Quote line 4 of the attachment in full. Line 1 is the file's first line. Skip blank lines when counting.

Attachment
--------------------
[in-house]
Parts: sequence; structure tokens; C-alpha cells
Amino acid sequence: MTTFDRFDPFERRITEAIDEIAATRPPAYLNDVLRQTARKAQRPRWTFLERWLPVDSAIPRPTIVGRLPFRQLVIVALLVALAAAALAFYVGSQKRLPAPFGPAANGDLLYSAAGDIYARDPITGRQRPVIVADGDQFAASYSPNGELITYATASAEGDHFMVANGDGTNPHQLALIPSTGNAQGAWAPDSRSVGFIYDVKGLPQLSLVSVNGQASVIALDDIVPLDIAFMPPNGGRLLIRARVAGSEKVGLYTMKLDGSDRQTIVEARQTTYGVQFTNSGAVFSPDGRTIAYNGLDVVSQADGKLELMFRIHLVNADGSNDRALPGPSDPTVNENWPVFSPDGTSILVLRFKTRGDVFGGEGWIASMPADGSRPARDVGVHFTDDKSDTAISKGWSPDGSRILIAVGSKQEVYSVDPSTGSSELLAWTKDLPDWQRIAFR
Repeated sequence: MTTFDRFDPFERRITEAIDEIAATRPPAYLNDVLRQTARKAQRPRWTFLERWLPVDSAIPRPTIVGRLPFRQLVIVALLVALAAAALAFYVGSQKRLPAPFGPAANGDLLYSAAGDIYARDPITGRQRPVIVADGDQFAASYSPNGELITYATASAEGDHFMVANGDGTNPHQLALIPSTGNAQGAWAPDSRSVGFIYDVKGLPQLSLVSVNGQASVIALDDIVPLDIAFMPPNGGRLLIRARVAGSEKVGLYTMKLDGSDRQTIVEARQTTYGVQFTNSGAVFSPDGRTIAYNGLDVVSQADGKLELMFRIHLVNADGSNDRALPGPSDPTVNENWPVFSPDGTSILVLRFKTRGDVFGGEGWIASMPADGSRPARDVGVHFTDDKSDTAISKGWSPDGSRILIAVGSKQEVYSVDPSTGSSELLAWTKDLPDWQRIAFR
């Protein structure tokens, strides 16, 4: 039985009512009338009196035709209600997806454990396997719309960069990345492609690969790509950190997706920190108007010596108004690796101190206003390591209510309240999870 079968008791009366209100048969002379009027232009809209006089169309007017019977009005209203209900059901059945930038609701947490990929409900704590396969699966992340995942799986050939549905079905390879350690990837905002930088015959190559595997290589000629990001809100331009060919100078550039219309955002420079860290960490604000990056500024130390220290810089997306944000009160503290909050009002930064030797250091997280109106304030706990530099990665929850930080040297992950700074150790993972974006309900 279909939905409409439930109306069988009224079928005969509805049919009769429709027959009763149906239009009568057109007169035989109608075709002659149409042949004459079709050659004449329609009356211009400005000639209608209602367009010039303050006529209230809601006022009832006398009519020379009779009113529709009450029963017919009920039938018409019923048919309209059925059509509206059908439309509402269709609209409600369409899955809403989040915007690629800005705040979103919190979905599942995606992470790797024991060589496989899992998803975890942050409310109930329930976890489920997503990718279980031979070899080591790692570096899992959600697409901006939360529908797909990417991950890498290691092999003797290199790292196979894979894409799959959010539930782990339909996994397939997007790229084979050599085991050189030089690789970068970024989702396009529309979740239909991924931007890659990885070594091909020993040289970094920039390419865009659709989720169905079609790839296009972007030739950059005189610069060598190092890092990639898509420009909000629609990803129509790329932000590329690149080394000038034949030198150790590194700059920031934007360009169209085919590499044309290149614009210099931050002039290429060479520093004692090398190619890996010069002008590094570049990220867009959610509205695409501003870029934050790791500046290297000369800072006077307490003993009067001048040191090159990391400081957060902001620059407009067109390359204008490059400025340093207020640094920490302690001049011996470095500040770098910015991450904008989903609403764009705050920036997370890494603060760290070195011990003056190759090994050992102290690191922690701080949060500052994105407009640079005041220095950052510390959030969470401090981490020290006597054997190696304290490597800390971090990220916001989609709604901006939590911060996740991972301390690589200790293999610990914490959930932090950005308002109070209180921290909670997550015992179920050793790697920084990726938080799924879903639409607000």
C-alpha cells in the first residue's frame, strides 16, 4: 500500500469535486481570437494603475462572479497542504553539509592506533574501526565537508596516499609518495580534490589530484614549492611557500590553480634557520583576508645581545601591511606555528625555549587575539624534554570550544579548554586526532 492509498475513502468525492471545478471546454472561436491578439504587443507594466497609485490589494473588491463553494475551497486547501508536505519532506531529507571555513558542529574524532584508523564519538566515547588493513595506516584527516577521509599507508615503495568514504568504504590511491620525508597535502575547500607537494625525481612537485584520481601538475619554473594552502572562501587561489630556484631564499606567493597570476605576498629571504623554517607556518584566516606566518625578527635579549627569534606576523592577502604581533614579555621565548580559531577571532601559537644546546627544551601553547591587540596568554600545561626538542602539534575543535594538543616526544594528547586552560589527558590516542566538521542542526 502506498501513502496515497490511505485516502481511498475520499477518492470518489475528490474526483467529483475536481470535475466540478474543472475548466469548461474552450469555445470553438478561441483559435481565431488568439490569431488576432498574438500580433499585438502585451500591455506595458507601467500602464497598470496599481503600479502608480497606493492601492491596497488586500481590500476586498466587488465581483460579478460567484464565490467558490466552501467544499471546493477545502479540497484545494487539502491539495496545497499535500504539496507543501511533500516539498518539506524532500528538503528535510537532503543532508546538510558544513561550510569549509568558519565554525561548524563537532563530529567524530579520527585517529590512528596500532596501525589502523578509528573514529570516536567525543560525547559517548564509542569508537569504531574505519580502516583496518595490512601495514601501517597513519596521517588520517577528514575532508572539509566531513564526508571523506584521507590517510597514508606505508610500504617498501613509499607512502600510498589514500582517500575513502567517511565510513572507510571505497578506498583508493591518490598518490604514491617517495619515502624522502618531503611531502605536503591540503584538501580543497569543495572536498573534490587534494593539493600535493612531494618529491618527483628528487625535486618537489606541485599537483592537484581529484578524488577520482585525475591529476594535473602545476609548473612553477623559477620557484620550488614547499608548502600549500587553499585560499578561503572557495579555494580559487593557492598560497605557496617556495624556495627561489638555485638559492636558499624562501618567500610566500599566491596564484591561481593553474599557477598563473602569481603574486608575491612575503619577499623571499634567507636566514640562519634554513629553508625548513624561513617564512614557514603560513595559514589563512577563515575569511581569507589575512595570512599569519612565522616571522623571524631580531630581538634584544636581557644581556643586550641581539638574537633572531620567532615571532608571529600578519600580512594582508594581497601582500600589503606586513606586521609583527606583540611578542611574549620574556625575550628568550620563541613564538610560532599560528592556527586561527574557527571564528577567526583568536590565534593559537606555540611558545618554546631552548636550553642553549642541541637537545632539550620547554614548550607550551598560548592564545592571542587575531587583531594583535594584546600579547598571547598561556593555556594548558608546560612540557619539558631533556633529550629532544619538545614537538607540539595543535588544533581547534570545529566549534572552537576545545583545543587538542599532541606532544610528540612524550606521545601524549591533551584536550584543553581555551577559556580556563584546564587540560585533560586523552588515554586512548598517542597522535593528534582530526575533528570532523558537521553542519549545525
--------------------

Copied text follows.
Repeated sequence: MTTFDRFDPFERRITEAIDEIAATRPPAYLNDVLRQTARKAQRPRWTFLERWLPVDSAIPRPTIVGRLPFRQLVIVALLVALAAAALAFYVGSQKRLPAPFGPAANGDLLYSAAGDIYARDPITGRQRPVIVADGDQFAASYSPNGELITYATASAEGDHFMVANGDGTNPHQLALIPSTGNAQGAWAPDSRSVGFIYDVKGLPQLSLVSVNGQASVIALDDIVPLDIAFMPPNGGRLLIRARVAGSEKVGLYTMKLDGSDRQTIVEARQTTYGVQFTNSGAVFSPDGRTIAYNGLDVVSQADGKLELMFRIHLVNADGSNDRALPGPSDPTVNENWPVFSPDGTSILVLRFKTRGDVFGGEGWIASMPADGSRPARDVGVHFTDDKSDTAISKGWSPDGSRILIAVGSKQEVYSVDPSTGSSELLAWTKDLPDWQRIAFR